A: I’ve been here since I was a summer associate in 1985. So it’s the only law firm that I’ve worked at as an attorney. My first bankruptcy case that I worked on was a case involving Sanders Fine Chocolates. Sanders [started in 1875] is a confectionery company. It is a Detroit institution that makes hot fudge and cakes, et cetera. Jay Alix was the trustee. It was an early case for Jay, who went on to have a very successful career. It gave me the opportunity to work on a wide variety of bankruptcy issues in a condensed period of time.
Q: Talk about the changes in your business in the past few years of recession.
A: Prior to the Recession, the Troubles, whatever we want to call it, in 2008, we actually did a lot of work. The auto business and the bankruptcy business were actually fairly busy and steady. The economy was kind of chugging along in some respects, but also faltering.
We were very busy at that time. There was a lot of negotiation and understanding of contracts and dealing with supply and all those types of things through 2008 and 2009. In the last couple of years, the troubled situations and bankruptcies in the automotive industries have been much more quiet. With the benefit of the bankruptcies, balance sheets and other operational lending … things have been cleaned up.
It’s been quiet since then.
Q: Maybe it is quiet because the companies that made it through are strong players?
A: Right. You come out the other side stronger. The industry as a whole is stronger.
Q: Do you ever find people trying to hide assets?
A: We do not have a lot of that type of thing. With corporate borrowers, you can always have fraud, and we certainly have had our share of fraud cases where someone has said “I’ve got X amount of inventory in my plant in California,” and it’s just an outright lie. Or they manufacture invoices that said “I’ve sold X amount of inventory to so-and-so, and they owe me $1 million,” and then they borrow based on that alleged account.
If someone is going to go to the length to lie to you—to present a manufactured invoice or lie about how much inventory they have—it actually takes a fair amount of effort on their side. Because lenders have monitors. They will go and they’ll look at the accounts, and they’ll verify the accounts and they’ll look at the inventory. So it takes some effort by a thief … but they certainly have been out there through the years.
For the most part, I would say that we deal with honest borrowers who have run into difficulty for a variety of reasons. The banks are usually careful in their diligence to understand what is going on at a company.
Q: Talk about a recent case that stands out for you.
A: There was a landfill case, which is certainly interesting and poses a lot of problems. I’ve been working a lot on that lately.
The company that owned the landfill filed bankruptcy. So that’s been an interesting case in terms of bankruptcy issues, environmental issues, dealing with the Michigan Department of Environmental Quality, MDEQ personnel and the Attorney General’s Office here in Michigan [which represents the MDEQ]. There are basically two choices. One is you sell it to a different operator, which is the optimal choice, so that the operator can come in and continue to use the landfill and maintain the landfill and comply with the various requirements of the state in terms of what needs to be done on a day-to-day basis at the landfill. If that cannot be done, the state of Michigan will step in and maintain it until it can be sold or closed.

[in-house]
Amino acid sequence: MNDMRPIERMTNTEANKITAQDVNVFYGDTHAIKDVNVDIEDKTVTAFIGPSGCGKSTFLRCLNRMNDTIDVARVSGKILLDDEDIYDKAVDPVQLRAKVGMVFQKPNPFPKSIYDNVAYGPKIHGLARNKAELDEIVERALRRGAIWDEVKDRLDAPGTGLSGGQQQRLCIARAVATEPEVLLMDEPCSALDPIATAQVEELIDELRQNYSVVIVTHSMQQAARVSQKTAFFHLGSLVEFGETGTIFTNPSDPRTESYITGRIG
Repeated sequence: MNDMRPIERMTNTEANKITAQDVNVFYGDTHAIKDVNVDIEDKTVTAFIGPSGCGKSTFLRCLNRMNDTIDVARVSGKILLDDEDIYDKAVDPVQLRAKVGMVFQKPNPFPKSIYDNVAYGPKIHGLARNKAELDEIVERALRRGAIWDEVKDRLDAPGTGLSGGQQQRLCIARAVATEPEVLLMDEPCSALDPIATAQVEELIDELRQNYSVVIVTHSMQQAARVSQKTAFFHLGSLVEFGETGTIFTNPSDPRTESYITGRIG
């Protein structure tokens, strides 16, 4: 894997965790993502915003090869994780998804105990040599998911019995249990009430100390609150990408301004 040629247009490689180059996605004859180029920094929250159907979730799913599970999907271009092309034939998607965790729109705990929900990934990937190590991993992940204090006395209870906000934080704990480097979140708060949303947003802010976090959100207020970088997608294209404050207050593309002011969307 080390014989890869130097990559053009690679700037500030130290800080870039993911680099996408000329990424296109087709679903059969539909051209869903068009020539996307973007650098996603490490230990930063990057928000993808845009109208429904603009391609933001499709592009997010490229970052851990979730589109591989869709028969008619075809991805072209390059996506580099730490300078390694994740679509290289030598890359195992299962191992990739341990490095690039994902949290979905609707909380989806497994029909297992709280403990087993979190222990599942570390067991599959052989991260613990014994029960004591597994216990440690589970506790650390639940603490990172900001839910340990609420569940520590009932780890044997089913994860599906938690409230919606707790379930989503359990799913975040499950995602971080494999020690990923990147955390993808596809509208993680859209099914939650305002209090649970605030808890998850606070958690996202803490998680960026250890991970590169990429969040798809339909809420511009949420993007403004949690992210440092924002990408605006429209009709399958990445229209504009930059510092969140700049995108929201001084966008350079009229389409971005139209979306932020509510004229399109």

Q: Did you have to do a lot of touring of landfills to work that case?
A: [Laughs] I did not make a site visit in this particular case.
Q: The landscape of Detroit business is changing in terms of real estate—where businesses decide to put down roots. Your firm is part of that?
A: We’ve got Dan Gilbert here in Detroit who has bought a lot of real estate downtown. His vision is that you need a strong downtown and then that will spread.
Our offices are in Ford Field, home of the Detroit Lions, and when they built the stadium, they built onto an old warehouse, it was called Hudson’s warehouse, the department store. Our office space is actually in the old warehouse space. We have been here seven years this spring.
I’m looking at the Renaissance Center [near many city law firms] as I’m talking to you. But we are a bit on the outskirts.
Last week, we had our annual staff appreciation day. We do a variety of things; we give out a gift when they come in. We provide breakfast. So I served breakfast with several other lawyers. We have massages and manicures through the day. We have a raffle with a lot of gifts, and then we have a presentation of anniversaries. The person who has been here the longest this year was one of our secretaries who has been here 45 years. I made a little presentation to her. She cried.
Q: Any economic predictions?
A: I’m an optimist by nature and a pessimist by training … I’m a big supporter of Detroit. I’m a lifelong Michigan resident. Our governor is working really hard; he’s doing great things. I think we’ve put some bad things behind us.